Some words of wisdom from Thomas Merton for your Wednesday. I put these quotes together from two different chapters of “New Seeds of Contemplation,” in which he is addressing “The Moral Theology of the Devil” and “The Root of War is Fear.” His context for the latter is the Cold War, but all of these paragraphs seemed to me to speak eloquently to the political and social dysfunction in our own time.
As long as we are on earth, the love that unites us will bring us suffering by our very contact with one another, because this love is the resetting of a Body of broken bones. … There are two things which men can do about the pain of disunion with other men. They can love or they can hate. Hatred recoils from the sacrifice and the sorrow that are the price of this resetting of bones. It refuses the pain of reunion.
Hatred tries to cure disunion by annihilating those who are not united with us. It seeks peace by the elimination of everybody else but ourselves. But love, by its acceptance of the pain of reunion, begins to heal all wounds.
…Another characteristic of the devil’s moral theology is the exaggeration of all distinctions between this and that, good and evil, right and wrong. These distinctions become irreducible divisions. No longer is there any sense that we might perhaps all be more or less at fault, and that we might be expected to take upon our own shoulders the wrongs of others by forgiveness, acceptance, patient understanding and love, and thus help one another to find the truth. On the contrary, in the devil’s theology, the important thing is to be absolutely right and to prove that everybody else is absolutely wrong. This does not exactly make for peace and unity among men, because it means that everyone wants to be absolutely right himself or to attach himself to another who is absolutely right. And in order to prove their rightness, they have to punish and eliminate those who are wrong. Those who are wrong, in turn, convinced that they are right…etc.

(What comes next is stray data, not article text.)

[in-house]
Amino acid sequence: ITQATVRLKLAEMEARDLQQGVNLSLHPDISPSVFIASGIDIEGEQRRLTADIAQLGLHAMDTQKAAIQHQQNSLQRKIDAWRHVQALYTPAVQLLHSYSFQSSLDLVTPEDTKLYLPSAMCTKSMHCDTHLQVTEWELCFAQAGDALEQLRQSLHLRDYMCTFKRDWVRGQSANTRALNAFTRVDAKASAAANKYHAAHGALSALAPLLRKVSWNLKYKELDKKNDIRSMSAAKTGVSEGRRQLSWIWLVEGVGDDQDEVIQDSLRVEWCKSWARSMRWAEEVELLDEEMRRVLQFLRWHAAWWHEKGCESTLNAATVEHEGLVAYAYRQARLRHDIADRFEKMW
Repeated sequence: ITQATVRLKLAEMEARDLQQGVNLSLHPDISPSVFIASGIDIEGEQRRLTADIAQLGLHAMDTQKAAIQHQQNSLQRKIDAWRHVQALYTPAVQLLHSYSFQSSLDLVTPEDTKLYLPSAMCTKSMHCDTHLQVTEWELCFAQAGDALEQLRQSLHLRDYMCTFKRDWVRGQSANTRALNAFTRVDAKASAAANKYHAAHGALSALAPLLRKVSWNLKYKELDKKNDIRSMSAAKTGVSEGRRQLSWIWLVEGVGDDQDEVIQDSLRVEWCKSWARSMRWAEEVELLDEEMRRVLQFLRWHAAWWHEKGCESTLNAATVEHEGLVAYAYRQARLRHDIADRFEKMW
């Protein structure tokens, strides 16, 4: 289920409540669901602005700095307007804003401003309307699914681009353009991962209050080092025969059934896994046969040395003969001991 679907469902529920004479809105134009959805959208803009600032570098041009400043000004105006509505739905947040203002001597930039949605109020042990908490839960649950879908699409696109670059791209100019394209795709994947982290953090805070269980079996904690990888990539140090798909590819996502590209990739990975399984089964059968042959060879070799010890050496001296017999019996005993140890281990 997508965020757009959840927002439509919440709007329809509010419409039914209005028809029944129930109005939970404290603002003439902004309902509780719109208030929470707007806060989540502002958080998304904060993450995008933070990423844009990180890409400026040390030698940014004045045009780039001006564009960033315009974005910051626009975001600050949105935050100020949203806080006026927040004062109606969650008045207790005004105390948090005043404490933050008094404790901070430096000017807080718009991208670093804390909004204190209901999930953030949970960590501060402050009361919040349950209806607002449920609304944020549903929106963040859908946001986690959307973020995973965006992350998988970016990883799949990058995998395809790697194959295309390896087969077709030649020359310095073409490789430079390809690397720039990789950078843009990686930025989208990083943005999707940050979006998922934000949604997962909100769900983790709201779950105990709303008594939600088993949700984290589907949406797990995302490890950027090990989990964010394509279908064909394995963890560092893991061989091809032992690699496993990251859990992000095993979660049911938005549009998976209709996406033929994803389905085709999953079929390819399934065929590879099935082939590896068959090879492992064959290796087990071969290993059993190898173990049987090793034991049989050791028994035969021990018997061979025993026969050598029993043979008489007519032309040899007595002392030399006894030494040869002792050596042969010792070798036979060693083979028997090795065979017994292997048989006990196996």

We never see the one truth that would help us begin to solve our ethical and political problems: that we are all more or less wrong, that we are all at fault, all limited and obstructed by our mixed motives, our self-deception, our greed, our self-righteousness and our tendency to aggressivity and hypocrisy.
…Perhaps in the end the first real step toward peace would be a realistic acceptance of the fact that our political ideals are perhaps to a great extent illusions and fictions to which we cling out of motives that are not always perfectly honest: that because of this we prevent ourselves from seeing any good or any practicability in the political ideals of our enemies–which may, of course, be in many ways even more illusory and dishonest than our own. We will never get anywhere unless we can accept the fact that politics is an inextricable tangle of good and evil motives…
I believe the basis for valid political action can only be the recognition that the true solution to our problems is not accessible to any one isolated party or nation but that all must arrive at it by working together.